5 Facts You Probably Didn’t Know About Whales

Thanks to the Endangered Species Act of 1973 and the international ban on commercial whaling in 1986, most whales no longer have to fear harm from modern-day Captain Ahabs. Still, the Pacific whaling trade of the mid-19th century, which turned towns such as Monterey and Lahaina into bustling hubs, created some curious commodities.

Featured Photo: Humpback whales, courtesy of Dr. Louis M. Herman
Whale Oil Lamps-Whale Facts-credit WikiCommons-800x450
Photo: Whale oil lamps, courtesy of WikiCommons

1) Whale oil, made from rendered blubber, served as fuel for oil lamps. San Francisco’s first street lamps, installed in 1853, relied on both whale oil and kerosene, according to the Museum of the City of San Francisco.

2) The cleanest-burning whale oil, spermaceti, comes from an organ in the head of sperm whales that holds up to 500 or more gallons of the liquid. At room temperature, it turns into a wax, which was used for candles, face creams, hair pomades and machine lubricants.

Spermaceti Whale Head Anatomy-Whale Facts-credit WikiCommons-800x450
Photo: Whale head anatomy, courtesy of WikiCommons

3) After kerosene and petroleum gutted the market for whale oil, the surplus became a primary ingredient in margarine, invented in 1869. European margarine manufacturers such as Unilever relied on whale oil through World War II — Adolf Hitler even sent a secret pre-war mission to Antarctica to scout potential whaling fields in case of supply-chain disruption.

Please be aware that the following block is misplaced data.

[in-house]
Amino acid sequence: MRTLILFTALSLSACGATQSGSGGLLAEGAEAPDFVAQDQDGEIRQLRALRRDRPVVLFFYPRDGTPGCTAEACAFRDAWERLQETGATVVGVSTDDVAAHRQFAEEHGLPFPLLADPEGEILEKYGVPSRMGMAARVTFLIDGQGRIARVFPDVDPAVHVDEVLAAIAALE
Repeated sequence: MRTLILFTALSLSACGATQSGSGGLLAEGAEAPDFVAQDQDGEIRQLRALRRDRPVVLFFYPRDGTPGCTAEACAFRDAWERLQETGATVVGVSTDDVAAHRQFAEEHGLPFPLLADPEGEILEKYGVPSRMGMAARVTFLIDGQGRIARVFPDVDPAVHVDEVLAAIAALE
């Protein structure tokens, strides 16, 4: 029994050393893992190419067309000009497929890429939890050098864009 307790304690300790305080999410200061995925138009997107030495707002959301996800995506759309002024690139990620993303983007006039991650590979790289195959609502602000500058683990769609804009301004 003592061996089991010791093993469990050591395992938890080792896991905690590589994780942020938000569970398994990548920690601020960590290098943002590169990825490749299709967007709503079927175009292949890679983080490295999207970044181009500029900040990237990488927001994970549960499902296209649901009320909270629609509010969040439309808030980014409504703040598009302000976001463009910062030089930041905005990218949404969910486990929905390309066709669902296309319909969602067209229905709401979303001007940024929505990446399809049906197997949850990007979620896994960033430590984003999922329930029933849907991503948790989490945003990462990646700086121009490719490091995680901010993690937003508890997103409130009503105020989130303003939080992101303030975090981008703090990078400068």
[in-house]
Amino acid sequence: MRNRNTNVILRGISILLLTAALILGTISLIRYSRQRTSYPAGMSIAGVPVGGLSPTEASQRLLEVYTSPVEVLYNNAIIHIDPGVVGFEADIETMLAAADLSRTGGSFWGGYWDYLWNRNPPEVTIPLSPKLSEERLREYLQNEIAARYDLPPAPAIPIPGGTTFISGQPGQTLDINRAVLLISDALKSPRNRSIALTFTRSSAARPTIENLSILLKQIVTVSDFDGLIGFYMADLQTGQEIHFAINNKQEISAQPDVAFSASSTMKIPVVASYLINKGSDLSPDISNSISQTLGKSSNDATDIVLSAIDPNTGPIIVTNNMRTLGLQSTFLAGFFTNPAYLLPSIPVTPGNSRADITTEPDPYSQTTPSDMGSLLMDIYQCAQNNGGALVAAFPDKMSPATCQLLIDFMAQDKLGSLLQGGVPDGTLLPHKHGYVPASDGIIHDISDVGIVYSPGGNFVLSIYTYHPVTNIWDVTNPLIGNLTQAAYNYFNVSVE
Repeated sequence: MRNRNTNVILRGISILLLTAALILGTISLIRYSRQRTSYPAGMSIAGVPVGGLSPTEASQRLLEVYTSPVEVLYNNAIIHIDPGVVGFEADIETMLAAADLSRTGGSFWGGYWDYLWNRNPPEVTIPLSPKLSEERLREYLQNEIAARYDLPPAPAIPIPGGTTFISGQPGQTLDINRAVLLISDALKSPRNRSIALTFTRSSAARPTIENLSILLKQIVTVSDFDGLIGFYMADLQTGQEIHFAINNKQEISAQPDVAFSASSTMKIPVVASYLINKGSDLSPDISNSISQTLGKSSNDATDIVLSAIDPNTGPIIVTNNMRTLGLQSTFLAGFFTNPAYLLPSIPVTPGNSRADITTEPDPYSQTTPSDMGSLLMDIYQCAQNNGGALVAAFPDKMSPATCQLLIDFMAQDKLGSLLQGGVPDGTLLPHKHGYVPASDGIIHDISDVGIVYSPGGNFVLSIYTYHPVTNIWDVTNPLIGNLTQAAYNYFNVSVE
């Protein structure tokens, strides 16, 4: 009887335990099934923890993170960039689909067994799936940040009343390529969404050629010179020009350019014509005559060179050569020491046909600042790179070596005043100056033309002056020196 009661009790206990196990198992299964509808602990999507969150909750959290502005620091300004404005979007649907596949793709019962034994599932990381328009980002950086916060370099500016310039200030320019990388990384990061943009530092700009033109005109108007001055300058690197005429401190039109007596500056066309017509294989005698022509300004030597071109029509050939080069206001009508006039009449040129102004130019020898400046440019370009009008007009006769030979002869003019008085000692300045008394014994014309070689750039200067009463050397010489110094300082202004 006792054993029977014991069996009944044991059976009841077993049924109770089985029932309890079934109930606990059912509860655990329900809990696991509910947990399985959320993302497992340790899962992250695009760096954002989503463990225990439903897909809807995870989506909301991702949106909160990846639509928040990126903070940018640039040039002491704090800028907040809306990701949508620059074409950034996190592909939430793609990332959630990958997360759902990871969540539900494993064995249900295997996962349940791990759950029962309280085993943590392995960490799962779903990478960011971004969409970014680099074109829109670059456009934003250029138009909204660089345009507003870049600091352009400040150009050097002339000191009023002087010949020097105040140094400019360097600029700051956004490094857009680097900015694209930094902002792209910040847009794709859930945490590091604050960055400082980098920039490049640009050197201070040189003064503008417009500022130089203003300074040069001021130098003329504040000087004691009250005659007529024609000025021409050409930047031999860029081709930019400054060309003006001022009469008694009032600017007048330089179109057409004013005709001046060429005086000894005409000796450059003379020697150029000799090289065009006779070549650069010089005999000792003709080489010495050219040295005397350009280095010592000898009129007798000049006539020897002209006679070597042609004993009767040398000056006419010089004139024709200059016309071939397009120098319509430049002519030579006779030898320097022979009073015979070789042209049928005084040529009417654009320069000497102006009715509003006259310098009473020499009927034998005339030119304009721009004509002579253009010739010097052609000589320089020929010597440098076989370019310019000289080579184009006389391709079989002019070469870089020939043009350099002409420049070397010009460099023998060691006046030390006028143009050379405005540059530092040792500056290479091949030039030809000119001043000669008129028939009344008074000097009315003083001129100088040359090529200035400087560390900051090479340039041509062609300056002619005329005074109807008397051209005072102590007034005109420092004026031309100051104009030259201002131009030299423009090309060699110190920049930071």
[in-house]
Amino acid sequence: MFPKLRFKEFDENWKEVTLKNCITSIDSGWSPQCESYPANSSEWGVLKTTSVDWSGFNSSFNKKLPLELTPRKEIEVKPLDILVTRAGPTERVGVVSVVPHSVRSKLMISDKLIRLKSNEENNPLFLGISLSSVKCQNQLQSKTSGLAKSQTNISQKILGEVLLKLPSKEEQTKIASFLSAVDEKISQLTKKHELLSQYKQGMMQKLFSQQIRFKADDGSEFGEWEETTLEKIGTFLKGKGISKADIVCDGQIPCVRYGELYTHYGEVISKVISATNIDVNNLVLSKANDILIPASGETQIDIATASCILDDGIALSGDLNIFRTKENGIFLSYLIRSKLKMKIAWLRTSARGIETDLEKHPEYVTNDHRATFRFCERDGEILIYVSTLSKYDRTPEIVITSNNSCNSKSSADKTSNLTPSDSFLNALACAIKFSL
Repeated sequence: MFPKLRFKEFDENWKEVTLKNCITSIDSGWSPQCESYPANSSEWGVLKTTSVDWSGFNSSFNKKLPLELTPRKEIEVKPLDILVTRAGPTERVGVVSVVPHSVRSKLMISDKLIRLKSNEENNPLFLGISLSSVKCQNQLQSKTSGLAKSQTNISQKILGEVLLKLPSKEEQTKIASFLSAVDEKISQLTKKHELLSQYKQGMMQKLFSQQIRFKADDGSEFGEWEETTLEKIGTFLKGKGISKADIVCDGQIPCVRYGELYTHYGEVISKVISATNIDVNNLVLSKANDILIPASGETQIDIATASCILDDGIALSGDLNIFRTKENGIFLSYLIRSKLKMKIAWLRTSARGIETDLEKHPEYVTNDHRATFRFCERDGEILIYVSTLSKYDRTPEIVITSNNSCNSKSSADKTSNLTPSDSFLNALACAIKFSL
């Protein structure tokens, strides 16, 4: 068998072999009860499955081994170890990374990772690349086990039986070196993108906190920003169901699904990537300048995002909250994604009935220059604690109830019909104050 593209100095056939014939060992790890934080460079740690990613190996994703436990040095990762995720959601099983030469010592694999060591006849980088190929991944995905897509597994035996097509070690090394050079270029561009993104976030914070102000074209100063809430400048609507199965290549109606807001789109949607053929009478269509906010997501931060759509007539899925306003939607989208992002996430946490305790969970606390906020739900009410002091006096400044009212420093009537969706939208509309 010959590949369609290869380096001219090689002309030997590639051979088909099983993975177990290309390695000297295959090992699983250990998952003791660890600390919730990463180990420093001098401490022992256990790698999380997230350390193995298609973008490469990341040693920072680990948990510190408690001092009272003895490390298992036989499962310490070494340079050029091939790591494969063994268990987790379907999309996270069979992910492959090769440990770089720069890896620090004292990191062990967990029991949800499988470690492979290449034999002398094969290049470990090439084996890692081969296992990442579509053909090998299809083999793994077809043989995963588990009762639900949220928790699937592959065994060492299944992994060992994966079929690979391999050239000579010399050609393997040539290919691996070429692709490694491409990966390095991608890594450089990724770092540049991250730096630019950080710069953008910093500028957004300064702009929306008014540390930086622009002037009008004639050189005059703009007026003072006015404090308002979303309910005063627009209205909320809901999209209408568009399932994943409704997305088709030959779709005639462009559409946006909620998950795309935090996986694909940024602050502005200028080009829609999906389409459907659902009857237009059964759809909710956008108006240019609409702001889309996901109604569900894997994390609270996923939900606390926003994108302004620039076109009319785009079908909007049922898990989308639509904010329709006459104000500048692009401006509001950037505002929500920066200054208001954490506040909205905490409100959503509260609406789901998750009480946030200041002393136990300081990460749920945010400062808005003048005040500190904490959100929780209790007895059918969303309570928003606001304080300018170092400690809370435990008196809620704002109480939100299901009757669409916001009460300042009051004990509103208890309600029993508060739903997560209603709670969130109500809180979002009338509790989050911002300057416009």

Baleen-Whale Facts-credit Joe Mabel:WikiCommons-800x450
Photo: Baleen, courtesy of Joe Mabel/WikiCommons

4) Whalebone, the nickname for baleen (the flexible keratin plates in the mouths of “great whales” such as the humpback, blue and gray whales), served as corset and collar stays, umbrella ribs, buggy whips and toy parts.

5) Weirdest whale product? Ambergris, the protective waxy coating sperm whales produce when they try to digest an irritant like a giant squid’s beak, and then expel in vomit or feces found floating in the ocean or washed up on the beach. Although illegal in the United States, it remains highly valued by some foreign perfume makers — to the tune of nearly $20,000 per pound — for its ability to enhance scents.

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